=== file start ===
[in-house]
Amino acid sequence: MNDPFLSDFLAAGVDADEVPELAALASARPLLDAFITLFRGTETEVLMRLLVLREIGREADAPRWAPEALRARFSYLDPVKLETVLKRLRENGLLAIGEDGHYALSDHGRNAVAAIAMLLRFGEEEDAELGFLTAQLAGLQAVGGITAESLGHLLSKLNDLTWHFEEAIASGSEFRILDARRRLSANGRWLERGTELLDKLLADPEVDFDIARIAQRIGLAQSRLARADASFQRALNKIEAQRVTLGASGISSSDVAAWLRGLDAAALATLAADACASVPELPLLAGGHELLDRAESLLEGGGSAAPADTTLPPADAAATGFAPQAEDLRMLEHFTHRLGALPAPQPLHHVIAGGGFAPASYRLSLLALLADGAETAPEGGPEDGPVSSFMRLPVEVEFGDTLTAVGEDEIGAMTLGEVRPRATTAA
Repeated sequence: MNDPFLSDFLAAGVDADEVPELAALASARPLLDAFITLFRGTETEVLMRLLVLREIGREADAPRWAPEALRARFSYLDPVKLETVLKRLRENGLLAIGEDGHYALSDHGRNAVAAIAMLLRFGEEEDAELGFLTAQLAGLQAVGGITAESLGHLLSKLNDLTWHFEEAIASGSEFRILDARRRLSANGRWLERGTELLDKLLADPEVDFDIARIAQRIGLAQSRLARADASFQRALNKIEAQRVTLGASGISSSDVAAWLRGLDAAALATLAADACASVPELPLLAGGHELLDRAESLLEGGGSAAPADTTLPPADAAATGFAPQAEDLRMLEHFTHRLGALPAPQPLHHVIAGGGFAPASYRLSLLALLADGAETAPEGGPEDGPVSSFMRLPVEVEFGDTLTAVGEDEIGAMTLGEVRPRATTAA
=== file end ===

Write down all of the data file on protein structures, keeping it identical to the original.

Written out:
[in-house]
Amino acid sequence: MNDPFLSDFLAAGVDADEVPELAALASARPLLDAFITLFRGTETEVLMRLLVLREIGREADAPRWAPEALRARFSYLDPVKLETVLKRLRENGLLAIGEDGHYALSDHGRNAVAAIAMLLRFGEEEDAELGFLTAQLAGLQAVGGITAESLGHLLSKLNDLTWHFEEAIASGSEFRILDARRRLSANGRWLERGTELLDKLLADPEVDFDIARIAQRIGLAQSRLARADASFQRALNKIEAQRVTLGASGISSSDVAAWLRGLDAAALATLAADACASVPELPLLAGGHELLDRAESLLEGGGSAAPADTTLPPADAAATGFAPQAEDLRMLEHFTHRLGALPAPQPLHHVIAGGGFAPASYRLSLLALLADGAETAPEGGPEDGPVSSFMRLPVEVEFGDTLTAVGEDEIGAMTLGEVRPRATTAA
Repeated sequence: MNDPFLSDFLAAGVDADEVPELAALASARPLLDAFITLFRGTETEVLMRLLVLREIGREADAPRWAPEALRARFSYLDPVKLETVLKRLRENGLLAIGEDGHYALSDHGRNAVAAIAMLLRFGEEEDAELGFLTAQLAGLQAVGGITAESLGHLLSKLNDLTWHFEEAIASGSEFRILDARRRLSANGRWLERGTELLDKLLADPEVDFDIARIAQRIGLAQSRLARADASFQRALNKIEAQRVTLGASGISSSDVAAWLRGLDAAALATLAADACASVPELPLLAGGHELLDRAESLLEGGGSAAPADTTLPPADAAATGFAPQAEDLRMLEHFTHRLGALPAPQPLHHVIAGGGFAPASYRLSLLALLADGAETAPEGGPEDGPVSSFMRLPVEVEFGDTLTAVGEDEIGAMTLGEVRPRATTAA